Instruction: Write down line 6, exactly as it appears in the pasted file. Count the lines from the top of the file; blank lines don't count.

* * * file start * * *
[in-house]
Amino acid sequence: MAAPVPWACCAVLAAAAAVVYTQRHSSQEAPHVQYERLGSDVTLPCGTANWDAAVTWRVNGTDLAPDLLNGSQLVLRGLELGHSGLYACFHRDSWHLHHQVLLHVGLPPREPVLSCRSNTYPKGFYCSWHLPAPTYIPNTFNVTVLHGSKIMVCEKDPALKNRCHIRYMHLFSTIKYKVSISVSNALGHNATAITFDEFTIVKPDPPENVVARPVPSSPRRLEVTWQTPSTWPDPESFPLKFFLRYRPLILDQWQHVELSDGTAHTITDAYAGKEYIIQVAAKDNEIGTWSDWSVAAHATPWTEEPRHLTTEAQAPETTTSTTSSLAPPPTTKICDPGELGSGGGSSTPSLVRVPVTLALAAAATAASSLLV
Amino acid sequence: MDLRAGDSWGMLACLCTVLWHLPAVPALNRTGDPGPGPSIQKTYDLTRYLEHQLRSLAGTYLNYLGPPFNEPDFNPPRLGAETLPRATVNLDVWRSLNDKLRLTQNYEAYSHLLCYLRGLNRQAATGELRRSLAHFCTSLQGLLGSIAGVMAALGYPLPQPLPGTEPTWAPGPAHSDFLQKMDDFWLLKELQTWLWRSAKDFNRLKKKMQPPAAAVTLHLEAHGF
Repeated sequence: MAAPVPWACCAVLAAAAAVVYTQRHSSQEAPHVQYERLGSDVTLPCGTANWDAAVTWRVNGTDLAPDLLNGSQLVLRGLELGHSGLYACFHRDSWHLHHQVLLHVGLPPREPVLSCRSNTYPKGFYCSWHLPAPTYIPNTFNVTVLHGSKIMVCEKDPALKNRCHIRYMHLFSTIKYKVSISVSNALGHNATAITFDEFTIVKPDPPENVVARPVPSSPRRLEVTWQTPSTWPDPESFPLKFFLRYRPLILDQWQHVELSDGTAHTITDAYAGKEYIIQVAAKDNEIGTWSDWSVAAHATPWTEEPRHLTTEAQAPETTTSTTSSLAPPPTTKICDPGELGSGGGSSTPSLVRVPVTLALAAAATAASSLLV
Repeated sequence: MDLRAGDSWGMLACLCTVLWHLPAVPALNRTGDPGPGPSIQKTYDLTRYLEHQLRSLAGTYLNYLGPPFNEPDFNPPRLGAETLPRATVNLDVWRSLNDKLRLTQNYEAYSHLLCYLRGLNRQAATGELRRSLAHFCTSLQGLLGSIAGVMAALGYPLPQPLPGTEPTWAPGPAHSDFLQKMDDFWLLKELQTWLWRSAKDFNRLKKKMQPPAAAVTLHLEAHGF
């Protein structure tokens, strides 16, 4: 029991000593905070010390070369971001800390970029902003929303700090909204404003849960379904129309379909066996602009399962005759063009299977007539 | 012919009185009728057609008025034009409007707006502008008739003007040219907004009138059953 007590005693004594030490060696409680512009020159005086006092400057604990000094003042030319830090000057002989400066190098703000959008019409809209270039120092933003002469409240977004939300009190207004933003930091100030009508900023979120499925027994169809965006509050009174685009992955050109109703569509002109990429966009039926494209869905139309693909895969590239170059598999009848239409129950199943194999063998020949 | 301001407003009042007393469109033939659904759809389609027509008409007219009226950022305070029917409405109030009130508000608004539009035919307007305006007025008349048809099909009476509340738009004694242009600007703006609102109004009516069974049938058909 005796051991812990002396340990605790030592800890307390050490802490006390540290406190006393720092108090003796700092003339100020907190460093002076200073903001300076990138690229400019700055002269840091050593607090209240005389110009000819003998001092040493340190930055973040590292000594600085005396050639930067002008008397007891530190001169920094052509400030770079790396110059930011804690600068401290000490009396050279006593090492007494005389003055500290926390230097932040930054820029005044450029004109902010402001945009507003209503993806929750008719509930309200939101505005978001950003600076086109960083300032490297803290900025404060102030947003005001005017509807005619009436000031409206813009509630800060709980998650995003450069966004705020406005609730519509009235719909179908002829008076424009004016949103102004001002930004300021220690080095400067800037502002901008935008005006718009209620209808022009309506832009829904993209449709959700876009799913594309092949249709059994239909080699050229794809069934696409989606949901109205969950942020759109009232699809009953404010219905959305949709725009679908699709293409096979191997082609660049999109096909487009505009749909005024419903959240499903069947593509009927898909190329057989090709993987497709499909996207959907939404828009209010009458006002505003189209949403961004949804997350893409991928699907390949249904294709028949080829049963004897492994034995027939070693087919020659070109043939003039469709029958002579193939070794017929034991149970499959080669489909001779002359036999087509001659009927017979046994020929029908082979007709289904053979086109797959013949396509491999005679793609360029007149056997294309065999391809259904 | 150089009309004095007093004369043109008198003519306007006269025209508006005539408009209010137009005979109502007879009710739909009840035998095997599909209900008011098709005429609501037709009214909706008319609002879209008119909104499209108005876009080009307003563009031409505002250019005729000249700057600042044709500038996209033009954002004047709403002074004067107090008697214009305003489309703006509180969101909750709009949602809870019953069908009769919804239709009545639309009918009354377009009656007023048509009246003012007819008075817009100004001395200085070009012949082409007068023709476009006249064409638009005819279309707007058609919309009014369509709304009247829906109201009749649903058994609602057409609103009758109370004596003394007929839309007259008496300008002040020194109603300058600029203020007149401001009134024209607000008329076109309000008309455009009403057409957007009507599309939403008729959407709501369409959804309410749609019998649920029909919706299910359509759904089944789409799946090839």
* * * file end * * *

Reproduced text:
């Protein structure tokens, strides 16, 4: 029991000593905070010390070369971001800390970029902003929303700090909204404003849960379904129309379909066996602009399962005759063009299977007539 | 012919009185009728057609008025034009409007707006502008008739003007040219907004009138059953 007590005693004594030490060696409680512009020159005086006092400057604990000094003042030319830090000057002989400066190098703000959008019409809209270039120092933003002469409240977004939300009190207004933003930091100030009508900023979120499925027994169809965006509050009174685009992955050109109703569509002109990429966009039926494209869905139309693909895969590239170059598999009848239409129950199943194999063998020949 | 301001407003009042007393469109033939659904759809389609027509008409007219009226950022305070029917409405109030009130508000608004539009035919307007305006007025008349048809099909009476509340738009004694242009600007703006609102109004009516069974049938058909 005796051991812990002396340990605790030592800890307390050490802490006390540290406190006393720092108090003796700092003339100020907190460093002076200073903001300076990138690229400019700055002269840091050593607090209240005389110009000819003998001092040493340190930055973040590292000594600085005396050639930067002008008397007891530190001169920094052509400030770079790396110059930011804690600068401290000490009396050279006593090492007494005389003055500290926390230097932040930054820029005044450029004109902010402001945009507003209503993806929750008719509930309200939101505005978001950003600076086109960083300032490297803290900025404060102030947003005001005017509807005619009436000031409206813009509630800060709980998650995003450069966004705020406005609730519509009235719909179908002829008076424009004016949103102004001002930004300021220690080095400067800037502002901008935008005006718009209620209808022009309506832009829904993209449709959700876009799913594309092949249709059994239909080699050229794809069934696409989606949901109205969950942020759109009232699809009953404010219905959305949709725009679908699709293409096979191997082609660049999109096909487009505009749909005024419903959240499903069947593509009927898909190329057989090709993987497709499909996207959907939404828009209010009458006002505003189209949403961004949804997350893409991928699907390949249904294709028949080829049963004897492994034995027939070693087919020659070109043939003039469709029958002579193939070794017929034991149970499959080669489909001779002359036999087509001659009927017979046994020929029908082979007709289904053979086109797959013949396509491999005679793609360029007149056997294309065999391809259904 | 150089009309004095007093004369043109008198003519306007006269025209508006005539408009209010137009005979109502007879009710739909009840035998095997599909209900008011098709005429609501037709009214909706008319609002879209008119909104499209108005876009080009307003563009031409505002250019005729000249700057600042044709500038996209033009954002004047709403002074004067107090008697214009305003489309703006509180969101909750709009949602809870019953069908009769919804239709009545639309009918009354377009009656007023048509009246003012007819008075817009100004001395200085070009012949082409007068023709476009006249064409638009005819279309707007058609919309009014369509709304009247829906109201009749649903058994609602057409609103009758109370004596003394007929839309007259008496300008002040020194109603300058600029203020007149401001009134024209607000008329076109309000008309455009009403057409957007009507599309939403008729959407709501369409959804309410749609019998649920029909919706299910359509759904089944789409799946090839």